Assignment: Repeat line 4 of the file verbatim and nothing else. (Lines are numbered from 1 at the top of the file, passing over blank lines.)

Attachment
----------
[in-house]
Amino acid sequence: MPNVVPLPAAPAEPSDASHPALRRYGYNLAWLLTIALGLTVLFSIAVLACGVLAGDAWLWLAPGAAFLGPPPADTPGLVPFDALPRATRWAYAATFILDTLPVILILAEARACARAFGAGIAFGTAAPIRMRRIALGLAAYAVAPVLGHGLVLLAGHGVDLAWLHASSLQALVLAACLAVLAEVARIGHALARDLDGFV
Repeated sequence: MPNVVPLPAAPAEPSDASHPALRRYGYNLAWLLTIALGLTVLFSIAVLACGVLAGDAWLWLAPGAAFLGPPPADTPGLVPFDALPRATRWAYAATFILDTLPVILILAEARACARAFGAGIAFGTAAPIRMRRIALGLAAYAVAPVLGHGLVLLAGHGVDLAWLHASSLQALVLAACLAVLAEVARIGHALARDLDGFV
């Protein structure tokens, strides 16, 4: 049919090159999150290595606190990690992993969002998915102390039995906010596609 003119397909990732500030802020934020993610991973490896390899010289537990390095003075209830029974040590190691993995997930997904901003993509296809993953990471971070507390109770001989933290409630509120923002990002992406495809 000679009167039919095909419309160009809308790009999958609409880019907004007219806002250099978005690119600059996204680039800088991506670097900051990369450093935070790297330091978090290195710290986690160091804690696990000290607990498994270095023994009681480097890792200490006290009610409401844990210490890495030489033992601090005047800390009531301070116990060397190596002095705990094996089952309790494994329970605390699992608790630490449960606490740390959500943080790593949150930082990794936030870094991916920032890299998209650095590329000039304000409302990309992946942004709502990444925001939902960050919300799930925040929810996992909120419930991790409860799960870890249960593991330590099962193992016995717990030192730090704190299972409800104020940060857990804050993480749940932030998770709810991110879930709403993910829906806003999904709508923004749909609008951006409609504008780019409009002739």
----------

């Protein structure tokens, strides 16, 4: 049919090159999150290595606190990690992993969002998915102390039995906010596609 003119397909990732500030802020934020993610991973490896390899010289537990390095003075209830029974040590190691993995997930997904901003993509296809993953990471971070507390109770001989933290409630509120923002990002992406495809 000679009167039919095909419309160009809308790009999958609409880019907004007219806002250099978005690119600059996204680039800088991506670097900051990369450093935070790297330091978090290195710290986690160091804690696990000290607990498994270095023994009681480097890792200490006290009610409401844990210490890495030489033992601090005047800390009531301070116990060397190596002095705990094996089952309790494994329970605390699992608790630490449960606490740390959500943080790593949150930082990794936030870094991916920032890299998209650095590329000039304000409302990309992946942004709502990444925001939902960050919300799930925040929810996992909120419930991790409860799960870890249960593991330590099962193992016995717990030192730090704190299972409800104020940060857990804050993480749940932030998770709810991110879930709403993910829906806003999904709508923004749909609008951006409609504008780019409009002739």